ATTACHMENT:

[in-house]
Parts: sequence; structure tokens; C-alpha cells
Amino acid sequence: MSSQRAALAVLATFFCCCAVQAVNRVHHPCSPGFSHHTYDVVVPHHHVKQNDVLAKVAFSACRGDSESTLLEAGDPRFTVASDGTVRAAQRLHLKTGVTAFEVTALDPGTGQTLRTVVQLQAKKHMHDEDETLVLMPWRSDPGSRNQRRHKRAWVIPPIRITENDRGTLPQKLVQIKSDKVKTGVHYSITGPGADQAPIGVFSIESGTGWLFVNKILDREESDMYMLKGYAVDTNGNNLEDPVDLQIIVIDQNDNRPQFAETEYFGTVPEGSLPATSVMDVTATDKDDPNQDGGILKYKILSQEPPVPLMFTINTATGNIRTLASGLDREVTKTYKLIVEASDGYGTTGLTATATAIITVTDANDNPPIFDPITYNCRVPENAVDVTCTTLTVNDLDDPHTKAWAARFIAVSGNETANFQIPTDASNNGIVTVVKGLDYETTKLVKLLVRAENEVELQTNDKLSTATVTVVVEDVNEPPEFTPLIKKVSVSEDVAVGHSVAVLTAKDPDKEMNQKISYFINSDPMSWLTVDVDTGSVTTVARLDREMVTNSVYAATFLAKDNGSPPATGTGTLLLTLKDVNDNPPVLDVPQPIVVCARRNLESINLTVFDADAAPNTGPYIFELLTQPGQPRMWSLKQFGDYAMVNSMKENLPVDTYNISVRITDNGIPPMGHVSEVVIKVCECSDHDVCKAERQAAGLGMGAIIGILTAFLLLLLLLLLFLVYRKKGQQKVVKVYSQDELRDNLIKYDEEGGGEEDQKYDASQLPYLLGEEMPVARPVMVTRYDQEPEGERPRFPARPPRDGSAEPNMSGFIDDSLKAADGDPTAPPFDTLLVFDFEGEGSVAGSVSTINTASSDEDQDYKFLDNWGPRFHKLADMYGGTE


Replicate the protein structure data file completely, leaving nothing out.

[in-house]
Parts: sequence; structure tokens; C-alpha cells
Amino acid sequence: MSSQRAALAVLATFFCCCAVQAVNRVHHPCSPGFSHHTYDVVVPHHHVKQNDVLAKVAFSACRGDSESTLLEAGDPRFTVASDGTVRAAQRLHLKTGVTAFEVTALDPGTGQTLRTVVQLQAKKHMHDEDETLVLMPWRSDPGSRNQRRHKRAWVIPPIRITENDRGTLPQKLVQIKSDKVKTGVHYSITGPGADQAPIGVFSIESGTGWLFVNKILDREESDMYMLKGYAVDTNGNNLEDPVDLQIIVIDQNDNRPQFAETEYFGTVPEGSLPATSVMDVTATDKDDPNQDGGILKYKILSQEPPVPLMFTINTATGNIRTLASGLDREVTKTYKLIVEASDGYGTTGLTATATAIITVTDANDNPPIFDPITYNCRVPENAVDVTCTTLTVNDLDDPHTKAWAARFIAVSGNETANFQIPTDASNNGIVTVVKGLDYETTKLVKLLVRAENEVELQTNDKLSTATVTVVVEDVNEPPEFTPLIKKVSVSEDVAVGHSVAVLTAKDPDKEMNQKISYFINSDPMSWLTVDVDTGSVTTVARLDREMVTNSVYAATFLAKDNGSPPATGTGTLLLTLKDVNDNPPVLDVPQPIVVCARRNLESINLTVFDADAAPNTGPYIFELLTQPGQPRMWSLKQFGDYAMVNSMKENLPVDTYNISVRITDNGIPPMGHVSEVVIKVCECSDHDVCKAERQAAGLGMGAIIGILTAFLLLLLLLLLFLVYRKKGQQKVVKVYSQDELRDNLIKYDEEGGGEEDQKYDASQLPYLLGEEMPVARPVMVTRYDQEPEGERPRFPARPPRDGSAEPNMSGFIDDSLKAADGDPTAPPFDTLLVFDFEGEGSVAGSVSTINTASSDEDQDYKFLDNWGPRFHKLADMYGGTE